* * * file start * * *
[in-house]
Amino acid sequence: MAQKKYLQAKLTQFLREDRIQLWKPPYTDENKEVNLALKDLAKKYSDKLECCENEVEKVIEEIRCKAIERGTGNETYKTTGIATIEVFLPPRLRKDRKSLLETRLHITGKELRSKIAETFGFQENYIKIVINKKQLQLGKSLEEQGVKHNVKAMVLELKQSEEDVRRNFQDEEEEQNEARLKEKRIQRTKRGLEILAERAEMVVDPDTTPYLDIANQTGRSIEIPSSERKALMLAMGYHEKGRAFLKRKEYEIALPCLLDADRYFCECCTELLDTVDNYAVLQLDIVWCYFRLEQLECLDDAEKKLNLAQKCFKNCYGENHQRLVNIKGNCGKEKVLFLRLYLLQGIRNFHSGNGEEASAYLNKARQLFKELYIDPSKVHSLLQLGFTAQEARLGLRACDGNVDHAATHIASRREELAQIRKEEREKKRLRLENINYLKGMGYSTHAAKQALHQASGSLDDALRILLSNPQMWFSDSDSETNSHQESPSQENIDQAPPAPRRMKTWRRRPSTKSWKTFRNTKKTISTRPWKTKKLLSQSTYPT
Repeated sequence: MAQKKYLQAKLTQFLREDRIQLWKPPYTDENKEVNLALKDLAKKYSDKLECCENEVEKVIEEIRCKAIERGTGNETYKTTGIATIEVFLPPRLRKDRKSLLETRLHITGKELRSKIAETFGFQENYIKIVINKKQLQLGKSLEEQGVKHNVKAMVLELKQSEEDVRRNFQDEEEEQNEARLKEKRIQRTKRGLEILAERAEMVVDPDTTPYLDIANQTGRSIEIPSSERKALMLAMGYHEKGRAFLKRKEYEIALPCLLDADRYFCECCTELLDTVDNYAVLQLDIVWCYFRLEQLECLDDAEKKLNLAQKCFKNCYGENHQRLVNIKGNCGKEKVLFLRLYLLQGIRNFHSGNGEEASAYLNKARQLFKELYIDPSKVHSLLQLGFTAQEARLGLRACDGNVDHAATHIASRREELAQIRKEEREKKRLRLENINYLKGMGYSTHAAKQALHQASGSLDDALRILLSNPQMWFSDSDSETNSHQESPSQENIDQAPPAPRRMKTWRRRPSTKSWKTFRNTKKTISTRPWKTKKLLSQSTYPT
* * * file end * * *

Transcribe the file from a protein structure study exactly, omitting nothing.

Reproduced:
[in-house]
Amino acid sequence: MAQKKYLQAKLTQFLREDRIQLWKPPYTDENKEVNLALKDLAKKYSDKLECCENEVEKVIEEIRCKAIERGTGNETYKTTGIATIEVFLPPRLRKDRKSLLETRLHITGKELRSKIAETFGFQENYIKIVINKKQLQLGKSLEEQGVKHNVKAMVLELKQSEEDVRRNFQDEEEEQNEARLKEKRIQRTKRGLEILAERAEMVVDPDTTPYLDIANQTGRSIEIPSSERKALMLAMGYHEKGRAFLKRKEYEIALPCLLDADRYFCECCTELLDTVDNYAVLQLDIVWCYFRLEQLECLDDAEKKLNLAQKCFKNCYGENHQRLVNIKGNCGKEKVLFLRLYLLQGIRNFHSGNGEEASAYLNKARQLFKELYIDPSKVHSLLQLGFTAQEARLGLRACDGNVDHAATHIASRREELAQIRKEEREKKRLRLENINYLKGMGYSTHAAKQALHQASGSLDDALRILLSNPQMWFSDSDSETNSHQESPSQENIDQAPPAPRRMKTWRRRPSTKSWKTFRNTKKTISTRPWKTKKLLSQSTYPT
Repeated sequence: MAQKKYLQAKLTQFLREDRIQLWKPPYTDENKEVNLALKDLAKKYSDKLECCENEVEKVIEEIRCKAIERGTGNETYKTTGIATIEVFLPPRLRKDRKSLLETRLHITGKELRSKIAETFGFQENYIKIVINKKQLQLGKSLEEQGVKHNVKAMVLELKQSEEDVRRNFQDEEEEQNEARLKEKRIQRTKRGLEILAERAEMVVDPDTTPYLDIANQTGRSIEIPSSERKALMLAMGYHEKGRAFLKRKEYEIALPCLLDADRYFCECCTELLDTVDNYAVLQLDIVWCYFRLEQLECLDDAEKKLNLAQKCFKNCYGENHQRLVNIKGNCGKEKVLFLRLYLLQGIRNFHSGNGEEASAYLNKARQLFKELYIDPSKVHSLLQLGFTAQEARLGLRACDGNVDHAATHIASRREELAQIRKEEREKKRLRLENINYLKGMGYSTHAAKQALHQASGSLDDALRILLSNPQMWFSDSDSETNSHQESPSQENIDQAPPAPRRMKTWRRRPSTKSWKTFRNTKKTISTRPWKTKKLLSQSTYPT